Postpartum

here's how to tell if your vaginal stitches aren't healing properly
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Here's How To Tell If Your Vaginal Stitches Aren't Healing Properly After Childbirth

Ouch.

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As if childbirth wasn’t enough to deal with, there’s all the afterbirth stuff nobody talks about that you have to contend with, too — like tearing. Either by an episiotomy or by chance, you could get a gash during delivery that requires stitches. And since you (and your vagina) have gone through a lot during labor, it might not be easy to know if everything is alright down there postpartum. If you’re concerned, there are signs of infection in after-birth stitches to watch out for that mean they aren’t healing properly.

It happens to the best of us, but if you tore during delivery or had an episiotomy, you’re going to need stitches. And while having a tear in your perineum might make you wince just thinking about it, it’s imperative to make sure that it heals properly. Thing is, you just might not know what to look for. “It can be really hard to determine because immediately postpartum, there’s a lot happening in the vaginal area,” Dr. Kiarra King, M.D., FACOG, OB-GYN, tells Romper “The mom will have some bleeding occurring because of normal postpartum changes, so it’s not an easy place to look and see what’s happening.”

The good thing is, though, that most people will never have to confront an infected tear — with basic care, they tend to heal up very well. However, when the tear is deep, as with a third- or fourth-degree laceration, the healing process can be much more complicated. A 2015 study published in the Obstetrics and Gynecology journal found that 3.3% of people giving birth had a third-degree laceration and 1.1% had a fourth-degree laceration. And those rates increase during a second pregnancy if a tear occurred in the first, according to a 2014 study in BJOG.

How long do after-birth tears take to heal?

Ultimately, the healing process will depend on how well you take care of the vaginal stitches. Make sure you keep the area as clean as possible after going to the bathroom (that’s where that spray bottle they give you in the hospital comes in handy), cleaning yourself well so you can decrease the chance of infection.

If you happen to have a more severe perineal tear, how long will it take to heal? "Repaired vaginal lacerations or episiotomies take a long time to heal, like any injury. The stitches usually take three to seven days to dissolve," board-certified OB-GYN Dr. Mary Jacobson, chief medical director at Alpha Medical, tells Romper. "Be patient and give the repair six weeks to heal — and expect several weeks of soreness and tenderness during the healing process. If your vaginal repair isn’t healing properly, you may have an infection."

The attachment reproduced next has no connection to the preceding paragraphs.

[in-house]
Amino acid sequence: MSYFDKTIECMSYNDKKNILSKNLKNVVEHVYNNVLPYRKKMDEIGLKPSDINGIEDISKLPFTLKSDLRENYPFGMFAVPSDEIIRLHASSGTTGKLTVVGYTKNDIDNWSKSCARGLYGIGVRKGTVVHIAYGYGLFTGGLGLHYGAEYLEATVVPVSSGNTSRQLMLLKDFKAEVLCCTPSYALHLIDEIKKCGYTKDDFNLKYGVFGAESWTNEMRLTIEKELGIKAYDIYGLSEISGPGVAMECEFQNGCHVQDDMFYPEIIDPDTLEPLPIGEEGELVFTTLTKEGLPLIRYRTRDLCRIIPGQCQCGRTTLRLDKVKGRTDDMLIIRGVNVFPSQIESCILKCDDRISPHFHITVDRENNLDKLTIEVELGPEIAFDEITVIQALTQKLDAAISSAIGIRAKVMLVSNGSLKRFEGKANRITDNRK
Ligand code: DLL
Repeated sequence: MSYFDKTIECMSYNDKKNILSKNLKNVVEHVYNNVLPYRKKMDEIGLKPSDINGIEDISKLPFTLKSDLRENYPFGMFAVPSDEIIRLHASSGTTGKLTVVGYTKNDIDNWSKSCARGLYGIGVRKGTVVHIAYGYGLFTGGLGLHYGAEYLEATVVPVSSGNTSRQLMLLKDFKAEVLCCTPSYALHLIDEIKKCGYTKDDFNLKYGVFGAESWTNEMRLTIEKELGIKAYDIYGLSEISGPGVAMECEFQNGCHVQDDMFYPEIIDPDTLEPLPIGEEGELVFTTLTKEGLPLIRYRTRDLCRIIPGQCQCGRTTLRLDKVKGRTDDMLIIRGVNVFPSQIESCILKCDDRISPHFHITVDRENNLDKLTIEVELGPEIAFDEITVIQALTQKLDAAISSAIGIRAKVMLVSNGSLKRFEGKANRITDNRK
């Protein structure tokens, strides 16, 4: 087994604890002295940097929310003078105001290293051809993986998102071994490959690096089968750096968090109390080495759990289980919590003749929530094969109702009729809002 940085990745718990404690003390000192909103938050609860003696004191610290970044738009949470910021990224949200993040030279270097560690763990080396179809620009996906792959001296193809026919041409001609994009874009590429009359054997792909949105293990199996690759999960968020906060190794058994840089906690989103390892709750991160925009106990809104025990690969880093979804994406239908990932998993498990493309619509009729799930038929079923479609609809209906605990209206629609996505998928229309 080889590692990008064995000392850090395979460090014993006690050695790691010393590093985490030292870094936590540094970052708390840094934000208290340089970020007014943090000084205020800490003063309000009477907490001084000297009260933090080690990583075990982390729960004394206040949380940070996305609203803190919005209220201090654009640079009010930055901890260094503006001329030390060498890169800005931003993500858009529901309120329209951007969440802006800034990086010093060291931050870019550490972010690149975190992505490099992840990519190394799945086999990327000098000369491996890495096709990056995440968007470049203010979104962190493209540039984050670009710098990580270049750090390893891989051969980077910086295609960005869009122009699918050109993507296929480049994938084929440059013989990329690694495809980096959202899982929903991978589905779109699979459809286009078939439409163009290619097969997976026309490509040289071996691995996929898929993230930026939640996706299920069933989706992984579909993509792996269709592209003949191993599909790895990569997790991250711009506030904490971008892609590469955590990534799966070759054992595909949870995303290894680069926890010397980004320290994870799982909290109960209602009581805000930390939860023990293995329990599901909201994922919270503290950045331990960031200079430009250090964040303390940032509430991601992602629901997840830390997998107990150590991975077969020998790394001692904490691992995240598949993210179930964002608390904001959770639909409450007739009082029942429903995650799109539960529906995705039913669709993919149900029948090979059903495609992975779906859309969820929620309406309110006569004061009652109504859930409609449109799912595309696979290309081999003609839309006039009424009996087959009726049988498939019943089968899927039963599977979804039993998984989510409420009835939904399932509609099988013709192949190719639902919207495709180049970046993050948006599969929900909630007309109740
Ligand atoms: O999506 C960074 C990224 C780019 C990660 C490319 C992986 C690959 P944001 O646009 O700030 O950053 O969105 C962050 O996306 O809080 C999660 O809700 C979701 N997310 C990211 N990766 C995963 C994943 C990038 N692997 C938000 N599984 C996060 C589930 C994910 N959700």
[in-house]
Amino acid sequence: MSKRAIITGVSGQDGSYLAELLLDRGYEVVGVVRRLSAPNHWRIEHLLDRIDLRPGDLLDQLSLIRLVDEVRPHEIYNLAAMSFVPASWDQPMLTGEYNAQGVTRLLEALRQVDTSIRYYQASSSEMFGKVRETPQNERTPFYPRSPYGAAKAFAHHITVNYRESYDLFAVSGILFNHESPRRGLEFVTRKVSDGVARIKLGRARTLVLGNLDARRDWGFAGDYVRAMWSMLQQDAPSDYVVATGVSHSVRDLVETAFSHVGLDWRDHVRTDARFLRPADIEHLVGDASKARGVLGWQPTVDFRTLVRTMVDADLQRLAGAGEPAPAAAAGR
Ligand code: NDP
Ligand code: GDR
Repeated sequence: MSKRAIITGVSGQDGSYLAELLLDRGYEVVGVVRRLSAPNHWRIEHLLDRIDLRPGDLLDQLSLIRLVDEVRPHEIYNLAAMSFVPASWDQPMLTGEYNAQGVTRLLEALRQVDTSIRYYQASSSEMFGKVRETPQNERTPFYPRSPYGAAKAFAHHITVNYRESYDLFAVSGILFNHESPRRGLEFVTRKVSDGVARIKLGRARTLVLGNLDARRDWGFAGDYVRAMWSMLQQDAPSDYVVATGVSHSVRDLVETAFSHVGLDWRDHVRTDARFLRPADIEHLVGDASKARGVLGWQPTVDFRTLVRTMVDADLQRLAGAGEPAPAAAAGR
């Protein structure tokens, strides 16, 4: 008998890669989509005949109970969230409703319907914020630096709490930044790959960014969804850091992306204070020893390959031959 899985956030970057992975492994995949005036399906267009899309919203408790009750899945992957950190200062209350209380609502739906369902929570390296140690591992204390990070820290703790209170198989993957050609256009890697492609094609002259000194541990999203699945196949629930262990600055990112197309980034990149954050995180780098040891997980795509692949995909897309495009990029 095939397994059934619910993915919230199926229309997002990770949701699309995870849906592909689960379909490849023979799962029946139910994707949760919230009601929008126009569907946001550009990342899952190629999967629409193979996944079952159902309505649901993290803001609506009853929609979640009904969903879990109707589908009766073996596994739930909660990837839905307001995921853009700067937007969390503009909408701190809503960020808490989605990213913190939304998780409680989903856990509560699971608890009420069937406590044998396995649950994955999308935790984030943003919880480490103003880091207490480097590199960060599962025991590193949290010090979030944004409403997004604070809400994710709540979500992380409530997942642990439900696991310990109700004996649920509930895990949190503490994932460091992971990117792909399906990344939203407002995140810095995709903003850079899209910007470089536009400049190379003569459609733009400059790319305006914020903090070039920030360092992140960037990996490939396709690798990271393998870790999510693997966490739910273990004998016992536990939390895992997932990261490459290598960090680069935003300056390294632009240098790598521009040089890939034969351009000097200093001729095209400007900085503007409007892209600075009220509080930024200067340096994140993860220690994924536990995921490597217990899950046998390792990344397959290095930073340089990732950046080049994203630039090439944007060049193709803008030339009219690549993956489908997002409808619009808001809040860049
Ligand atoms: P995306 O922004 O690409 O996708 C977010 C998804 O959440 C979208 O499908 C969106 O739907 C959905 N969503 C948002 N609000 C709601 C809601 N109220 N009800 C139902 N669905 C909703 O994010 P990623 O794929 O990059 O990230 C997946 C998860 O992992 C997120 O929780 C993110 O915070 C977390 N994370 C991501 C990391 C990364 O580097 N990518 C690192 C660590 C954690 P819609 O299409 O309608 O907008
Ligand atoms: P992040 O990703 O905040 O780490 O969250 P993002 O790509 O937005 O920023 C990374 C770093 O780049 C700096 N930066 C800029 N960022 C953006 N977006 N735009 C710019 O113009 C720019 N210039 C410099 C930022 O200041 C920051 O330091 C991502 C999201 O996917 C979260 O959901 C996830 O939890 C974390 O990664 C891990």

No matter what kind of vaginal tear you have, here are some signs that your stitches aren't healing properly.

Signs of infection in after-birth stitches

1

The stitches smell

While you can expect to bleed for up to six weeks post-birth, the smell of blood will be different from stinky stitches. If your stitches smell bad, that's a sign of infection you absolutely shouldn't ignore. “Foul-smelling or green infected looking discharge that is new is a sign you might have an infection,” certified nurse midwife Michelle Barcus tells Romper. Jacobsen notes that this is one of the first signs you should reach out to your doctor.

2

Excessive redness

Excessive redness or swelling in the vaginal or perineal area is another red flag indicating infection. "Significant swelling in the area" is a sign you should call your doctor, according to Jacobsen. Barcus explains that "swelling that is getting worse and redness to the tissue area surrounding the stitches" are signs you should see your provider right away. Basically, anything icky or weird from this wound might merit a call. Even if you just think there might be something icky or weird about it — call your provider. While you're probably busy with the baby, it's equally important to take care of yourself.